Joey Bosa was worth the wait

Jake Roth/Jake Roth-USA TODAY Sports

You have to wonder if the San Diego Chargers would have lost three of their first four games this season if Joey Bosa was around.

Bosa, the defensive end and No. 3 overall pick in this year’s NFL Draft, has added a new layer to a Chargers’ defense that was already good before his arrival. The addition of a second excellent pass rusher to go with Melvin Ingram has made the San Diego defense dynamic and formidable in an AFC West that is still available for the Chargers to win.

Bosa didn’t play every snap Thursday night, but when he was on the field, you knew it — he found himself in Broncos quarterback Trevor Siemian’s lap often Thursday in the Chargers’ 21-13 win. The Broncos were able to muster only 129 yards in the first three quarters of Thursday night’s game (before the Chargers’ trademark fourth-quarter collapse engaged), and Bosa deserves the lion’s share of the credit for that stinginess.

Bosa played 55 of 73 possible snaps Thursday night — he had one quarterback hit, five hurries, and a stop, according to Pro Football Focus. When he wasn’t making Siemian’s life hell directly, he was drawing attention away from Ingram and outstanding rookie pass-rushing linebacker Jatavis Brown, who found themselves in the backfield often.

It was another sterling performance for Bosa, following an incredible debut last week at Oakland, where Bosa took only 27 snaps but had two sacks, a hit, and four hurries — he was by far the most productive performer for the Chargers in the contest.

Bosa is wasting no time in establishing himself as an elite pass rusher in this league.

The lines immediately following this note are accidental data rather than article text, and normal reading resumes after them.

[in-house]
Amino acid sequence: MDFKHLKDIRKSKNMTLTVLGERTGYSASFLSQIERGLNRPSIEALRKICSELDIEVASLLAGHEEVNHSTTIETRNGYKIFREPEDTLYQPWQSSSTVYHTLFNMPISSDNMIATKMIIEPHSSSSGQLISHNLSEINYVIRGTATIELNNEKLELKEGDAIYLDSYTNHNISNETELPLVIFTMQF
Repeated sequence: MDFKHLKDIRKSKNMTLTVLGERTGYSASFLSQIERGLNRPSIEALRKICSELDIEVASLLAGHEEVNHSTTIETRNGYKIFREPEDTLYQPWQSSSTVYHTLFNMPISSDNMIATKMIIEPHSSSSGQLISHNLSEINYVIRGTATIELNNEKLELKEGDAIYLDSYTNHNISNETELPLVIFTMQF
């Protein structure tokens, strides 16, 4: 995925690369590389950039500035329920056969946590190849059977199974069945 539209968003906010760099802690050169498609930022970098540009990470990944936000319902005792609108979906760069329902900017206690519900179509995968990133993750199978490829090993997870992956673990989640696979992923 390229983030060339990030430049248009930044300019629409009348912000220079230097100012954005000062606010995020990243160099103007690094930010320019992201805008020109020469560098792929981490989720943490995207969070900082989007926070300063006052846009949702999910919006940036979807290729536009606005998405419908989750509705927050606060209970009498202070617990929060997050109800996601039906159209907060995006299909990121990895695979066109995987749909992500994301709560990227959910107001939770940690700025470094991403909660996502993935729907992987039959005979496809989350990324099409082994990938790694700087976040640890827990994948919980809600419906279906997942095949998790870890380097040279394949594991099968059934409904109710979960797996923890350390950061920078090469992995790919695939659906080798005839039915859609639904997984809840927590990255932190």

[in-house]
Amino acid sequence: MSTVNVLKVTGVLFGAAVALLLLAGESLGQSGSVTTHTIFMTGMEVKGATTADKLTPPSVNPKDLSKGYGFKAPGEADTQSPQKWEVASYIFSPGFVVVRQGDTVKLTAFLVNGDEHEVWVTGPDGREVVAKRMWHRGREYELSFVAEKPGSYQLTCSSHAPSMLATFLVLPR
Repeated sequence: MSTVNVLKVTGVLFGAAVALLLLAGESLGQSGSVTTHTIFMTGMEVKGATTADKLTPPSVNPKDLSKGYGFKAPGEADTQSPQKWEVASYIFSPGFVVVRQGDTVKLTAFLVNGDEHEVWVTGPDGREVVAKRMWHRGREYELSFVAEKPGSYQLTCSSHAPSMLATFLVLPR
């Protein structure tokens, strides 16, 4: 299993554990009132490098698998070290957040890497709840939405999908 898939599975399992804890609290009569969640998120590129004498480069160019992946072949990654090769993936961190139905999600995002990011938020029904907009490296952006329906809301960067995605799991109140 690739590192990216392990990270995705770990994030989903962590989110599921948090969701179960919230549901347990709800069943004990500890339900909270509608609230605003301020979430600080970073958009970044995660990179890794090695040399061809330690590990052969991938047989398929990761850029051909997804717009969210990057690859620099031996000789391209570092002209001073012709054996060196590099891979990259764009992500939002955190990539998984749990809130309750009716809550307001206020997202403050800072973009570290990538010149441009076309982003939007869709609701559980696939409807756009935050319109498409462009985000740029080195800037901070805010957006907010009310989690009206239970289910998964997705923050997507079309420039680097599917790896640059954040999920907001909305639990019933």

It makes you wonder why it took so long to get him on the field.

The reason Bosa missed the first four games of the year was a hamstring injury, and while no one can say if that injury was in any way related to his 31-day holdout, which caused him to miss all of training camp, it’s hard to totally discount a young player overextending himself in an effort to make up for lost time.

Why that time was lost is a moot point — Bosa is under contract and is playing now.

You can’t get that training camp back.

You can’t get the first four games of the season back.

But how much would the Chargers pay to get that time back? One has to imagine it’s more than the relative pennies they saved in the hardline and one-sided mud-slinging negotiations with the kid who just turned 21 in July.

Bosa is the real deal — he might be the Defensive Rookie of the Year at the end of the season, despite missing those four games — and with him on the field, the Chargers’ defense looks playoff-worthy.

Can the Chargers make the playoffs? They’re not out of it yet. But would their margin be so fine if Bosa was playing from day one?